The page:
For those of you following me on twitter, you know that I’ve been very vocal about encouraging the response to the floods in Pakistan to increase; I also see myself as a “volunteer knowledge transfer agent” of sorts on twitter, and I did the same thing after the Haiti earthquake. I think I’m in a bit of a unique position to do this, because I have friends and experiences with several nonprofit organizations, but I’m also sitting behind a computer all day, understand a lot of the technical stuff that goes on behind the scenes, and can pass on knowledge hopefully to NGOs who are following me, and who are “listening.”

You may or may not be familiar with CrisisCommons. It’s a website of programmers, technicians, volunteers, etc… from around the world who donate their time during crises to build web platforms, increase the flow of knowledge, etc… related to the region / country in crisis. It really got going after the Haiti earthquake, and that’s when I heard about it and volunteered during 1 of their “crisis camps” in Boston and became a member of their website.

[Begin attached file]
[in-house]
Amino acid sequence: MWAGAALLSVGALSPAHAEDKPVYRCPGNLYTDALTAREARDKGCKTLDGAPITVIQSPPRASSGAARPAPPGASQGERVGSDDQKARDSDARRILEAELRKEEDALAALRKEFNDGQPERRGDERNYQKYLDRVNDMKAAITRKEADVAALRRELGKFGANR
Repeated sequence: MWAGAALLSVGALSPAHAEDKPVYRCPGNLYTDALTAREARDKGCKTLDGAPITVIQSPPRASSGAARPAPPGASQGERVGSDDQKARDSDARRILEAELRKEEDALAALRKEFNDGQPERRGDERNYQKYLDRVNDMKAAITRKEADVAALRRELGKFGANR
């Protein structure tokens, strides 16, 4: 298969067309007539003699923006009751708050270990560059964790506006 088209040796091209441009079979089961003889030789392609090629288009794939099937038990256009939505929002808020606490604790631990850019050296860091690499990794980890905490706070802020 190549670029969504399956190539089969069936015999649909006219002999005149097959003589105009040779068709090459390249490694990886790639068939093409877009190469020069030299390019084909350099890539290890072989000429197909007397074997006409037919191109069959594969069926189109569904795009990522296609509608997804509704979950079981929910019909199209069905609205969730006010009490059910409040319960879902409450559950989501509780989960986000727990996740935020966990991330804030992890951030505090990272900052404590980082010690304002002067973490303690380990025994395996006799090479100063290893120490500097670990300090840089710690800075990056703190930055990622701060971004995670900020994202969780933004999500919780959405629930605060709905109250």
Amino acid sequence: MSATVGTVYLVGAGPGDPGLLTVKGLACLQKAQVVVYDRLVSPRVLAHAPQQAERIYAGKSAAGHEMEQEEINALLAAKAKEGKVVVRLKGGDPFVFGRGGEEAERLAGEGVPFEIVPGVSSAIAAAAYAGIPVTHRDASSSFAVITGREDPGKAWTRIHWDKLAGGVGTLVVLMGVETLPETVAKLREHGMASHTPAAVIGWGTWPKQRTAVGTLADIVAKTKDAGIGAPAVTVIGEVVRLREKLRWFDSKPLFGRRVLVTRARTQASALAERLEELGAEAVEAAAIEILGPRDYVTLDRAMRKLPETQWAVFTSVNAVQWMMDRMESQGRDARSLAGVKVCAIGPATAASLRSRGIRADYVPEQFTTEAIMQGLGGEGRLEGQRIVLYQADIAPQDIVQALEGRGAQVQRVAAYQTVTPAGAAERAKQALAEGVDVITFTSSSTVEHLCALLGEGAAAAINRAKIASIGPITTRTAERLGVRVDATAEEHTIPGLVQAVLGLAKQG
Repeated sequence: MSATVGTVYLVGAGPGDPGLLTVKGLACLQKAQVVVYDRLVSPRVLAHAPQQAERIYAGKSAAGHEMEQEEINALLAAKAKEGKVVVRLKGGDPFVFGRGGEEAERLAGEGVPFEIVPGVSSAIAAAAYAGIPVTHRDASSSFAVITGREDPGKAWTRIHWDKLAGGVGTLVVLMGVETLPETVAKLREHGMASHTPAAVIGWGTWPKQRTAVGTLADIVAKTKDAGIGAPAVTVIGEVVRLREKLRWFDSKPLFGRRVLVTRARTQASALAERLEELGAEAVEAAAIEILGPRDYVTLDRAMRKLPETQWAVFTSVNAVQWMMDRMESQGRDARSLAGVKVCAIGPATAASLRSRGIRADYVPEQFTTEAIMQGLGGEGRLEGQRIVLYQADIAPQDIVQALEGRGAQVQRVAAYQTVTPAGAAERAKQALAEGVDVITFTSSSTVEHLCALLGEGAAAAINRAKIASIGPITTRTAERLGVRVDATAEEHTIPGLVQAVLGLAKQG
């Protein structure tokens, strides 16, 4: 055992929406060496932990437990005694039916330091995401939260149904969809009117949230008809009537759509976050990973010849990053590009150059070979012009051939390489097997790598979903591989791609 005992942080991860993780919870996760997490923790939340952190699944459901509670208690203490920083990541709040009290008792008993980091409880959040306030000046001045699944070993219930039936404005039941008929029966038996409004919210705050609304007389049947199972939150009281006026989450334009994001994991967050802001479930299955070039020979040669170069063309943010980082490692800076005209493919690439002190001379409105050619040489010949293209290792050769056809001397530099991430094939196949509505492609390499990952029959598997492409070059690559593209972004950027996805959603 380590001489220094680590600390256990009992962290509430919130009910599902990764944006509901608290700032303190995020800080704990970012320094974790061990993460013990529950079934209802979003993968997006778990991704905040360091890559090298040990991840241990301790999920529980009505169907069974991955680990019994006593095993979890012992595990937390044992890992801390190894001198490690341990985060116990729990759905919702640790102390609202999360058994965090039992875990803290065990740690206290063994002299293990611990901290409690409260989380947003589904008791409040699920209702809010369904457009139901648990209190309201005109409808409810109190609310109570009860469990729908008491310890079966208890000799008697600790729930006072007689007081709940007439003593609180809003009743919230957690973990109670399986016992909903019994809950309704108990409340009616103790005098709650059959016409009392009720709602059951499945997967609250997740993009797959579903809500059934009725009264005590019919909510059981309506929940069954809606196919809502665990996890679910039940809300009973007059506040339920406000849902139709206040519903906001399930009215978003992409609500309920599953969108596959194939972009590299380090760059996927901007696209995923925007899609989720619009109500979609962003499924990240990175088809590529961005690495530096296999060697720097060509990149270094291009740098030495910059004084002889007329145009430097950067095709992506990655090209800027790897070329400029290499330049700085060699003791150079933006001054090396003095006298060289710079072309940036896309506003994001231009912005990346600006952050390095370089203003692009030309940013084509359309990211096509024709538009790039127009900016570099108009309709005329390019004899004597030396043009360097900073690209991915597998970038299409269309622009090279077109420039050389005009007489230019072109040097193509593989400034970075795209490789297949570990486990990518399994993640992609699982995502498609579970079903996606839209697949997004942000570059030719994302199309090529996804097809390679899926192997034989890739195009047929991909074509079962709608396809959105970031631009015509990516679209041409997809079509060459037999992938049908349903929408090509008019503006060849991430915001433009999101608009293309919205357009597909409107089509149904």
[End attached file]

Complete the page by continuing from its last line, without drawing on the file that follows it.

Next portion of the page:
Recently, there’s been a lot of tweets flowing around about Volunteers that are needed to help read incoming SMS messages from the field, translate them (if necessary), categorize them, and spit them back out so that people on the field can access them.

I’m thinking Drupal can do all of this, automatically. Views, taxonomy, building a simple module that would read certain twitter feeds (hashtags) (is there anything that does this already?), and then it could go to town. I’d even be willing to take one of the leads in building said Drupal site.

I am working on getting in touch with the people at Crisis Commons & Ushahidi to find out if this would be beneficial. My gut tells me “yes” because Drupal is so powerful – it can do all of this automatically, but in addition, the site could be built out to include other features as well, like importing all of the different maps that Google, OpenStreetMap, & Ushahidi have built and put them into a central location to view, we could build out a low-bandwidth version of the site that could be loaded quickly from places in Pakistan, etc…

If you want to be involved in this project, please contact me or post a comment below.